Four UKZN students and an alumnus of the University are included in the Mail&Guardian 2022 Top Young South Africans list, a prestigious initiative that recognises future leaders.
Mail&Guardian editor-in-chief, Mr Ron Derby said that for this year’s instalment they looked for ‘innovators and creators of viable and non-conventional solutions through convergence with technology, who are helping to create an equitable future.’
Executive Director: Corporate Relations at UKZN, Ms Normah Zondo said that University management is proud of the five who are making an impact in their fields of study: ‘We celebrate their accomplishments and support them as they continue to inspire greatness.’
Fourth-year student at the Nelson R. Mandela School of Medicine Mr Mohamed Suleman is listed in the health category. He has received numerous awards and accolades over the years and was unanimously nominated as UKZN’s Best Student Researcher and Best Student Innovator in the Medical field in the 2021 awards. He is one of only three Medical students selected globally this year for the Changemaker Scholarship to attend the Youth Pre-World Health Assembly and World Health Assembly at the World Health Organization’s headquarters in Geneva.
Suleman is also involved in social welfare-oriented academic research on hair loss and HIV susceptibility in women of African origin, and volunteers for the Childhood Cancer Foundation of South Africa.
‘It is an honour for me to be counted among the Top 200 Young South Africans. Being the second youngest in the health sector for the award is noteworthy and I think it is a testament to the hard work and dedication I try to aim for,’ he said. ‘This will serve as motivation and inspiration to strive for a better future.
Two PhD candidates and an alumnus of the College of Agriculture, Engineering and Science are among those recognised in the categories of technology and innovation, and the environment.
Ms Samantha Nicholson is a PhD candidate in Zoology and project manager at the Endangered Wildlife Trust where she drives the African Lion Database project to collect, consolidate and analyse key data on the species’ population and distribution in Africa to inform conservation-related decision-making.
PhD candidate in Crop Science Ms Anne Chisa’s transdisciplinary research adopts a biophysical and social science approach. Her podcast series, The Root of the Science Podcasts that she founded during the COVID-19 pandemic to profile diverse, accomplished African scientists and promote careers in science, technology, engineering and mathematics (STEM) among young Africans has been nominated for a science, technology and innovation award from the Association of African Podcasters and Voice Artists.
Dr Nomali Ngobese is the Deputy Head of the Department of Botany and Plant Biotechnology at the University of Johannesburg. She completed all of her degrees at UKZN, and her PhD in bioresources systems investigated the suitability of nine European potato cultivars cultivated in South Africa for processing into frozen French fries.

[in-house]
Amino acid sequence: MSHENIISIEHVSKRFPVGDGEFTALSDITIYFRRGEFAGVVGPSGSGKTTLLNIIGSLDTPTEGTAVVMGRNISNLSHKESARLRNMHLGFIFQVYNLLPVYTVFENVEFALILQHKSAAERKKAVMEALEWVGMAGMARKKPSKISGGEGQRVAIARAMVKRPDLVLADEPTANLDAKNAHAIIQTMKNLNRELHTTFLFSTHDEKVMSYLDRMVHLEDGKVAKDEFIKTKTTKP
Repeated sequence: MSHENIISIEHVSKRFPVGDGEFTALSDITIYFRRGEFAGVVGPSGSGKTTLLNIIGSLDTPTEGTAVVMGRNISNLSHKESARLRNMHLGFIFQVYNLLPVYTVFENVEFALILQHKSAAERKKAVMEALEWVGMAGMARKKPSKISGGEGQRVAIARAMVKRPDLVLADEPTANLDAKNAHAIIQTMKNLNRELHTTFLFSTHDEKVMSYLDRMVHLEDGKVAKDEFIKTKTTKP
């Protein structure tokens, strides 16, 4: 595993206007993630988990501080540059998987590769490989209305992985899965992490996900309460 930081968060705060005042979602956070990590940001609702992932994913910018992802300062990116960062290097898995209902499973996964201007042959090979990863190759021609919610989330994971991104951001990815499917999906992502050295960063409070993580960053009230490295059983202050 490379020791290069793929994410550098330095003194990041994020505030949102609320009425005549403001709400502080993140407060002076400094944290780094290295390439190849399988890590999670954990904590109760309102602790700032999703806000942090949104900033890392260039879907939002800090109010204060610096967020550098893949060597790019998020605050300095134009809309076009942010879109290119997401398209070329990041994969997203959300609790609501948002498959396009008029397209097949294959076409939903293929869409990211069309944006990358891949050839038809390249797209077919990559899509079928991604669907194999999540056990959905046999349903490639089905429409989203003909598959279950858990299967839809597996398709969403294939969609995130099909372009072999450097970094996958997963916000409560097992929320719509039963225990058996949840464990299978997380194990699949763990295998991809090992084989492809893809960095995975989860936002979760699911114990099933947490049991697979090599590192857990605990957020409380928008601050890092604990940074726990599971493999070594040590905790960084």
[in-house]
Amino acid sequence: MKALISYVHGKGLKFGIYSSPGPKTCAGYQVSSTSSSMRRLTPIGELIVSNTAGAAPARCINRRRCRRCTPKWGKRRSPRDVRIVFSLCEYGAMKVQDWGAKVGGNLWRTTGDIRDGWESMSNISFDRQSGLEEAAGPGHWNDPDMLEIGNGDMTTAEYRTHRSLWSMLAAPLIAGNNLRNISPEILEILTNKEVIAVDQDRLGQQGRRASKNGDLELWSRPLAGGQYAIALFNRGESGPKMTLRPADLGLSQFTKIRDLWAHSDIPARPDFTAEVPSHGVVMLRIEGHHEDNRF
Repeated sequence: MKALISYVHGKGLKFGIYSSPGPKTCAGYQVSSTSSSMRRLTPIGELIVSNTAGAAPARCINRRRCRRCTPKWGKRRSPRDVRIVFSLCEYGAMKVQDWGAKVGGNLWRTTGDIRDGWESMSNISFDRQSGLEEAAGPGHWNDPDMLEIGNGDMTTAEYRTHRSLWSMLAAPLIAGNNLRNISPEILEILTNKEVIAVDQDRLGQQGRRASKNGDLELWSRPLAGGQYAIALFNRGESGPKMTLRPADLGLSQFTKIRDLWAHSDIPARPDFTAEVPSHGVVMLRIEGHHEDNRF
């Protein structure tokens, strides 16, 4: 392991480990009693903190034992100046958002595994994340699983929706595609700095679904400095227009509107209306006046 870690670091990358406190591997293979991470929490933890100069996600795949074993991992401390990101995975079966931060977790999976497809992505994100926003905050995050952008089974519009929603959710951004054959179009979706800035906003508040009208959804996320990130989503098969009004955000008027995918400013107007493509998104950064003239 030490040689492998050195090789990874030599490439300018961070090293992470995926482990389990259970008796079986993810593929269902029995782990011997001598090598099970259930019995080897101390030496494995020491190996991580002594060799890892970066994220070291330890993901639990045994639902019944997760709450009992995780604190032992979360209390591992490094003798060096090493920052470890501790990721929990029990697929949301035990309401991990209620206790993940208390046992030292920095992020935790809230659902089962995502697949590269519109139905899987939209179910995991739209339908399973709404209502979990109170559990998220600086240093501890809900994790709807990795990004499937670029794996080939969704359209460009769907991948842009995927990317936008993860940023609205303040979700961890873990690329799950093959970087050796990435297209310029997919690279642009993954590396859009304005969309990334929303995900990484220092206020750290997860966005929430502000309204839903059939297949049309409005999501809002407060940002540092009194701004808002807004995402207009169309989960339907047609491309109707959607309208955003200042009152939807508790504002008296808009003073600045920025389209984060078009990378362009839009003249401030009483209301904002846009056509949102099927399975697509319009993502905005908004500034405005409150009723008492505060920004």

A plant physiologist, Ngobese is passionate about linking her knowledge of indigenous plants to social development and enhanced food security. She aims to highlight underutilised crops and the potential of unconventional plants as alternative food sources and drivers of economic development for rural communities. Her research has investigated the nutritional value of plants like monkey oranges and wild mangoes, using scientific evidence to promote their commercialisation and the use of postharvest processing technologies to extend the shelf-life of popular crops. She is also investigating agricultural practices that will improve crop yields and nutritional value, focusing on potatoes.
PhD student in Industrial, Organisational and Labour Studies in the School of Social Sciences Ms Nchafatso Pitso said that she is thrilled and honoured to be recognised for this prestigious award under the law and justice category. Her research examines this issue through the lenses of corruption and the shadow state, and analyses the efficacy of the Zondo Commission.
The youngest managing director at 20 of Elevation Construction and Landscaping, a construction, waste management and logistics company from 2019 to 2020, she focuses on the sociology of work, examining the direction and implications of trends in technological change, globalisation, labour markets, work organisation, managerial practices and employment relations and their relationship with changing patterns of inequality in modern societies. She is also interested in the ways in which employees challenge, resist and make their own contributions to the patterns of work and shaping of work institutions.
She believes that ‘it is critical to not let fear prevent you from taking the steps needed to achieve your goals. Listen to your heart, no matter how scary it seems.’